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Elizabeth Holmes has given a series of bizarre interviews to the NYT as she delays starting her 11-year prison sentence

Former Theranos CEO Elizabeth Holmes alongside her boyfriend Billy Evans, walks back to her hotel following a hearing at the Robert E. Peckham U.S. Courthouse on March 17, 2023 in San Jose, California.Elizabeth Holmes has delayed her 11-year prison sentence with a last-minute appeal.

Philip Pacheco/Getty Images

  • Convicted fraudster Elizabeth Holmes has given a series of pre-prison interviews to the New York Times.
  • The at-times bizarre profile details what Holmes has been up to since her conviction and sentencing.
  • The Theranos founder says she volunteers for a rape-crisis hotline and dreams of doing health tech.

Disgraced Theranos founder Elizabeth Holmes has given an extensive series of interviews to the New York Times, published days after she managed to delay the start of her 11-year prison sentence.

Among other apparently sympathetic details, Holmes told the Times she has spent the past year volunteering for a rape crisis hotline doing 12-hour shifts. 

Holmes hasn’t spoken to the media since 2016, and has seemingly used this opportunity variously to present herself as more human, to defend her record, and to continue to pitch herself as a future health-tech innovator.

On Theranos, she said: “I made so many mistakes and there was so much I didn’t know and understand, and I feel like when you do it wrong, it’s like you really internalize it in a deep way.”

Holmes experienced a spectacular downfall after then-Wall Street Journal reporter John Carreyrou dug into claims made by her $9 billion health-tech startup, Theranos, that it had invented blood-testing devices that only required tiny amounts of blood. Carreyrou reported in 2015 that these claims were false, triggering regulatory investigations and a lawsuit filed by the SEC.

Holmes was convicted of four counts of fraud and conspiracy in January 2022 and was handed an 11-year prison sentence. She was due to report to prison last month, but filed a last-minute appeal that bought her more time.

The 39-year-old became known for her trademark black turtleneck, red lipstick, messy blonde hair and (as it turns out, false) masculine voice, traits that she admitted to the Times weren’t “authentic.”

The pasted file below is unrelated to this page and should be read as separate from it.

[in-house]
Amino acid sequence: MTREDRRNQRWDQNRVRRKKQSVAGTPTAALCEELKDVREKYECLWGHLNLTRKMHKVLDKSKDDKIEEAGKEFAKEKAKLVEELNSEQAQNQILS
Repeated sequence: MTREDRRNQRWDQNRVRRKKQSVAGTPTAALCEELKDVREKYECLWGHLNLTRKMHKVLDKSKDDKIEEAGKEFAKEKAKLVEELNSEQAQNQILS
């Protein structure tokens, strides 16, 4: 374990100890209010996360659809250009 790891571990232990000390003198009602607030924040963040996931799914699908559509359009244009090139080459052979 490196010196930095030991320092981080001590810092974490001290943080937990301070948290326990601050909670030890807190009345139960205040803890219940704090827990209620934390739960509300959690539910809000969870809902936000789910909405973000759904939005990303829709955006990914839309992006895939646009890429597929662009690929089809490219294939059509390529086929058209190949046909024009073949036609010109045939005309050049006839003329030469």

Holmes’ partner, Billy Evans, and her two young children also appear throughout the profile. The fallen entrepreneur met Evans in 2017, as Theranos was collapsing. “Finding your person in the middle of all of this and experiencing that love when you’re going through hell is the most beautiful thing I’ve ever experienced,” she told the Times.

Holmes also said she had spent time volunteering for a rape crisis hotline, citing allegations of previous abuse as her motivation.

During a hearing in December 2021, as Insider previously reported, Holmes testified against her former romantic partner and ex-Theranos chief operating officer Ramesh “Sunny” Balwani, saying he had abused her both physically and emotionally.

She also shared with the court that she had been the victim of sexual assault when she was a student at Stanford, which prompted her to drop out and found Theranos. She told the Times that surviving the alleged assault at a fraternity party her sophomore year shaped her life choices. The newspaper reviewed a 52-page report of the alleged sexual assault. Holmes didn’t press charges.

Holmes also briefly touched on her ambitions to remain in health tech, particularly in COVID-19 testing. 

Any hoped-for rehabilitation, however, is likely to be stymied by Holmes’ conviction; Theranos’ aggressive response to the Wall Street Journal’s reporting; Holmes’ deflection of blame through her trial; and her reported reaction to the death by suicide of one of Theranos’ first employees.

Representatives for Holmes didn’t immediately respond to a request for comment from Insider. 

Read the original article on Business Insider